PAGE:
Ten Pin Hornpipe
X:1 T:Ten Pin Hornpipe M:C L:1/8 R:Hornpipe B:Elias Howe – Musician’s Omnibus Nos. 6 & 7 (Boston, 1880-1882, p. 595) B: http://ks4.imslp.net/files/imglnks/usimg/c/c7/IMSLP601433-PMLP562790-ONeill_Rare_Medium_M40_M8_v6.7_text.pdf Z:AK/Fiddler’s Companion K:D AG|(FA)(dc) d2 (AG)|(FA)(dc) d2 A^G|.A.c.e.d cBAG|.A.c.e.d cBAG| (FA).d.c d2 .A.G|(FAdc) d2A2|(Bc).d.B (cd).ec|f2d2d2:| |:ef|(gf).g.e c2 ec|(dc) .d.B A2 GF|(GA).B.G (FG).A.F|(E^D).E.F E2 ef| (gf).g.e c2 ec|(dc).d.B A2A2|(Bc).d.B (cd).e.c|f2d2d2:|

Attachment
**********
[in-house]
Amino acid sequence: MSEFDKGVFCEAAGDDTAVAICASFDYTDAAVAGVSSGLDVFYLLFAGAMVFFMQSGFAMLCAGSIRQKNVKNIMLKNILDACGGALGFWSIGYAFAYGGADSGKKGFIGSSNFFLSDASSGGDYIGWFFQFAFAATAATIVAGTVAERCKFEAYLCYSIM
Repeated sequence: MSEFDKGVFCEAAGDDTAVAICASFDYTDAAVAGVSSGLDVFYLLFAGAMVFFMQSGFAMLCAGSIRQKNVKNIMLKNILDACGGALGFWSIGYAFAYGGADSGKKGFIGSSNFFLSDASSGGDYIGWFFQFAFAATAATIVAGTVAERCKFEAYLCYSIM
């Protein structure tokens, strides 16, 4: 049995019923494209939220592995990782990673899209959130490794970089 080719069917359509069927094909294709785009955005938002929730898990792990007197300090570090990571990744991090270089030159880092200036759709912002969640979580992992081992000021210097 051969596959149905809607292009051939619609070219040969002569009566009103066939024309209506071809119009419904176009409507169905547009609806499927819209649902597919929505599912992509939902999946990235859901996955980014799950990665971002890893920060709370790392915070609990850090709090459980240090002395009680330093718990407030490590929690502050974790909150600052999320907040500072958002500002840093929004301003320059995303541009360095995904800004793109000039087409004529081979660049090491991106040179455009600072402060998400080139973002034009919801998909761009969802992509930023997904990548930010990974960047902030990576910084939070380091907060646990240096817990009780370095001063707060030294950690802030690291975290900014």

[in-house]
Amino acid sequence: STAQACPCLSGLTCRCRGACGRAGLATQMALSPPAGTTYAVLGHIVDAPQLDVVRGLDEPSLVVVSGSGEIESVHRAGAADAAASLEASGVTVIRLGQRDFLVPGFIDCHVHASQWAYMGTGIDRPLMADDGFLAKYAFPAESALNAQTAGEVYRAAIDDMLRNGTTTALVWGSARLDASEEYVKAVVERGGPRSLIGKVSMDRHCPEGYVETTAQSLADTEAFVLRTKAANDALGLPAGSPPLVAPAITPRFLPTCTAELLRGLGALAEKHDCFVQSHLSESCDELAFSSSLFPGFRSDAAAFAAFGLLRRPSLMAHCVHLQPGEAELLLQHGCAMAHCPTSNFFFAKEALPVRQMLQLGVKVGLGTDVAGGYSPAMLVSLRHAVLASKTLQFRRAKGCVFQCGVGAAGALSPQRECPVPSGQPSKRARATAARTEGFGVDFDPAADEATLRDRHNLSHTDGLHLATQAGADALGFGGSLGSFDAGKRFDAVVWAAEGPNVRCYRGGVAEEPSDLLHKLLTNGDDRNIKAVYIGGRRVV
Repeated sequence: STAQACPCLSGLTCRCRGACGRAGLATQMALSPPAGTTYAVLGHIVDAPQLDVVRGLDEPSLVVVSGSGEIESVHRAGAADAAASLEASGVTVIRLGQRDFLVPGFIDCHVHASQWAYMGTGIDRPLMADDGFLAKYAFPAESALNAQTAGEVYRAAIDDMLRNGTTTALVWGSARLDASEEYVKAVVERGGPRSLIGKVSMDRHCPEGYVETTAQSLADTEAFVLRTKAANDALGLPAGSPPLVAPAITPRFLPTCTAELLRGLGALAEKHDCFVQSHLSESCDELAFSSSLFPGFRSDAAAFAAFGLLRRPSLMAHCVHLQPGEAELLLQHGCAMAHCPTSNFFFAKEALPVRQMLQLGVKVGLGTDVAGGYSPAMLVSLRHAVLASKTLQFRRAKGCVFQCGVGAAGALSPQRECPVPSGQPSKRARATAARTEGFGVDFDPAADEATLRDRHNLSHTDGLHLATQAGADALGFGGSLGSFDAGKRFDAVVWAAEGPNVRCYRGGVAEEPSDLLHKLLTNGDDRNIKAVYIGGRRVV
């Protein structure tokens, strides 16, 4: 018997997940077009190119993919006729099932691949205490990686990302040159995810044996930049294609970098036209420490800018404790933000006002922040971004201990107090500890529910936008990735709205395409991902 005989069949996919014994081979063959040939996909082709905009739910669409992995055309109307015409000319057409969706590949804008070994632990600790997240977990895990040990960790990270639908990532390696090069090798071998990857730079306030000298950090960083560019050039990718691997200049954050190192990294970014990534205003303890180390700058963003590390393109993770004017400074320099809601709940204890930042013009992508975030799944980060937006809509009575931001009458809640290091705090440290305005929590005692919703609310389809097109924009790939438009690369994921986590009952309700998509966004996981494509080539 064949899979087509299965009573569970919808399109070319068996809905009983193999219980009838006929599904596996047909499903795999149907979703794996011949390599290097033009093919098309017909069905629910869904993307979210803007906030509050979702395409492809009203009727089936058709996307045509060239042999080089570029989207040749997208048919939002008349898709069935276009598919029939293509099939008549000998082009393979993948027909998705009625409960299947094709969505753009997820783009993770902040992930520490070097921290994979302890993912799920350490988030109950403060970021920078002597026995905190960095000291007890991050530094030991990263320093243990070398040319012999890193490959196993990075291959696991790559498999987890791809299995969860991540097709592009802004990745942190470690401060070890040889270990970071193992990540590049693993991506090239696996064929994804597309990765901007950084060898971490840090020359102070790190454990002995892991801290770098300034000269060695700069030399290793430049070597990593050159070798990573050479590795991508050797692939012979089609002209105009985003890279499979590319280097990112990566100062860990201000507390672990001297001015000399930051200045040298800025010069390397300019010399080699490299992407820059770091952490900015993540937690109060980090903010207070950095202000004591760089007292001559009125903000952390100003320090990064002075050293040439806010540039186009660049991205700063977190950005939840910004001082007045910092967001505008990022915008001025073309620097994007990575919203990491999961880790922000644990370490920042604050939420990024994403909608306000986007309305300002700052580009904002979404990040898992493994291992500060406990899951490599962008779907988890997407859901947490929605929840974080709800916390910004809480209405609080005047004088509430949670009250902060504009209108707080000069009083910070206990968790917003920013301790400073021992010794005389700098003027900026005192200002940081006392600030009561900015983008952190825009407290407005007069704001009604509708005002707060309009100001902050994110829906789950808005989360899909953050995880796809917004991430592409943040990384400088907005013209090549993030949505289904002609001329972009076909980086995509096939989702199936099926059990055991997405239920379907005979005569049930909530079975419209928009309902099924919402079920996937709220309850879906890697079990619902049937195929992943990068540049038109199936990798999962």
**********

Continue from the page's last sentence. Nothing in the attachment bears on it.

TEN PIN HORNPIPE. American, Hornpipe (whole time). D Major. Standard tuning (fiddle). AABB. Originally bowling pins were tall and slender, almost conical, with slight tapers at each end. However, it was hard to get high scores with these pins, so bowling alleysin New York City about 1850 began to use the familiar larger, bottle-shaped pins. These allowed higher scores, but around the year 1881 (when this tune was published) a Worcester, Massachusetts, billiards player, John Monsey, reinvented the older form of the game with conical pins, but adapted the rules so the the fallen pins ("deadwood") remained in the lane, thus increasing the score. Tactics about using "deadwood" became an integral part of the revived game, called Candlepin bowling, and became particularly popular in New England and eastern Canada, coexisting with large-pin bowling, although its popularity has waned considerably in modern times.